After lunch, Bishop Ough invited further feedback about the morning’s dialogue. This led to over an hour of further discussion, overriding time set aside for other important church matters.
DeLong and her follower Julie Todd took to the microphones to declare that the dialogue was “not legitimate” since LGBTQ activists were insufficiently involved. Ms. Todd, who is ordained in the New England Conference, emotionally lamented the CT’s lack of leadership and complained that she did not hear any CT member clearly denounce the sexual-morality teachings of the UMC Book of Discipline.
In response, Bishop Ough dutifully invited members to respond to her invitation.
Immediately, Bishop Minerva Carcaño of the California Pacific Conference made a motion for the CT to petition the 2016 General Conference to remove all language from the Book of Discipline disapproving of homosexual practice.
The two top staffers of the UMC’s main pro-homosexuality caucus, RMN, were then in the room, suggesting that they knew this was planned all along.
Several CT members at different points indicated that they saw dialogue as largely valuable for the goal of leading non-liberal United Methodists to change their minds. Many speeches urged adopting the liberalization motion. Bishop Dyck delivered an especially impassioned one, making a point of speaking dismissively of the panel’s token conservative, who serves within her annual conference.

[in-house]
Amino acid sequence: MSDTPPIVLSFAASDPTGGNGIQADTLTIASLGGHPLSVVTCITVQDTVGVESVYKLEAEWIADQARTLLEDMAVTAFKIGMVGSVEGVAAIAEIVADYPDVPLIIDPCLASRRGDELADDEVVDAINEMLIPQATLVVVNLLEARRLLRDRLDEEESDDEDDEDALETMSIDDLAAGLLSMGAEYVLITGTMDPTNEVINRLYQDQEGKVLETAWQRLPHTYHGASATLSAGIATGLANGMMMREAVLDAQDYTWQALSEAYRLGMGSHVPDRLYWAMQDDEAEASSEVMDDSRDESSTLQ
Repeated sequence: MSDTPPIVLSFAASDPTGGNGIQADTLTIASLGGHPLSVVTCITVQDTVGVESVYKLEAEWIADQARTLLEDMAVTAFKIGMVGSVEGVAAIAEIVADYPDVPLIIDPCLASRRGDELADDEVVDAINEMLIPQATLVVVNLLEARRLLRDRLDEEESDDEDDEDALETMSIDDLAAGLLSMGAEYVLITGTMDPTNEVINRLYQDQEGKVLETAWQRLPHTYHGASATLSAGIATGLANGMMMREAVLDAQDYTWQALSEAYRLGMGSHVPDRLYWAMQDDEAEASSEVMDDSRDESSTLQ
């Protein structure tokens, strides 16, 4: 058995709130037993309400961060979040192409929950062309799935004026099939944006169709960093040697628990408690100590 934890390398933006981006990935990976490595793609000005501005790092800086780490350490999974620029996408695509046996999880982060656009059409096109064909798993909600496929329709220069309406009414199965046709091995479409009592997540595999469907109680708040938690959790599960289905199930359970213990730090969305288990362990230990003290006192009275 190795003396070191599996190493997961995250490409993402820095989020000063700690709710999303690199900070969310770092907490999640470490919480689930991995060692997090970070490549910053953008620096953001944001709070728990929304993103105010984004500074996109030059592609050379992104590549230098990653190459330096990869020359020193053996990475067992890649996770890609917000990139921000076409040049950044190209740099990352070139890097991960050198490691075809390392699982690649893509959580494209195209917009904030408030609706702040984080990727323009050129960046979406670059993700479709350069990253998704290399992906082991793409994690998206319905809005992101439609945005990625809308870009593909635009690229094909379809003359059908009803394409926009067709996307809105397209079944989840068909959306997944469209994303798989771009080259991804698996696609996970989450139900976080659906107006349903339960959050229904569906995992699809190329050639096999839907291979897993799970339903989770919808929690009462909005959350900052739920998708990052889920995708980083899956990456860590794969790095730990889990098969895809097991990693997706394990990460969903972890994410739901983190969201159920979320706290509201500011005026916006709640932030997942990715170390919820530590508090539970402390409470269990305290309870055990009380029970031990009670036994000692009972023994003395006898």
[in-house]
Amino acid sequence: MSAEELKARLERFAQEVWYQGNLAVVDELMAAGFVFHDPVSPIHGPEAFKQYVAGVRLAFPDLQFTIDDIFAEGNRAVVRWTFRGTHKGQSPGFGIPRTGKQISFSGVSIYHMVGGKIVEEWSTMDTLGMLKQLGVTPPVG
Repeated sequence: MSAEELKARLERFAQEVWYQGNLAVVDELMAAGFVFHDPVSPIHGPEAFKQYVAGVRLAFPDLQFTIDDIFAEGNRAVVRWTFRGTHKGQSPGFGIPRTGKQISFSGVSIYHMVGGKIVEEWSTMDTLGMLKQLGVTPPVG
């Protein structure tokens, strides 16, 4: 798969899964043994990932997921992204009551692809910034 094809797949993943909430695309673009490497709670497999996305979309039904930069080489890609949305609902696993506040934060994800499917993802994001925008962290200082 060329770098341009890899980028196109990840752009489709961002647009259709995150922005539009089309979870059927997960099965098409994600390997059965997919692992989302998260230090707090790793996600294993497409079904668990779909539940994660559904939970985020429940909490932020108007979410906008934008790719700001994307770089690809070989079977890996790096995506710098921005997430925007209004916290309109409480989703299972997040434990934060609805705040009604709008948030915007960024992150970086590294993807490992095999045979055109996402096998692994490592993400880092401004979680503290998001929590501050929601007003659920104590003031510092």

Several CT members argued against rushing this motion through. Revs. Ole Birch of Denmark and Harald Rückert of Germany both expressed strong support for the substance of the motion but argued that this was not the right way to do things. No one directly defended the church’s position, though Bishop James Swanson of Mississippi noted that his position was no secret, and shared that his friendship with Pamela Lightsey was possible because they avoided win-lose actions like this motion. He told fellow CT members, “If you want to be in a hurry to win at all costs, then you go ahead.”
And they went ahead. Two motions to delay the rush to establish a liberal position, and to leave time to hear from more voices, were shot down.
The final motion was a substitute version offered by Bishop Ward, who openly presumed a sexually liberal consensus on the CT. Her version would have the CT “affirm parallel paths through dialogue and e-mendment of the Discipline to fully include LGBTQ persons in the life and ministry of the church.” In other words, the CT would commit itself to the LGBTQ affirmation agenda, and would both prepare relevant General Conference legislation and would make explicit that this was the point of its ongoing dialogues.
Immediately before the vote, Bishop Ough rather dishonestly claimed that this somehow would not decide the central question.
The motion passed overwhelmingly. I recall observing only four nay votes (one European, one African, and two Southeasterns), though there were many abstentions.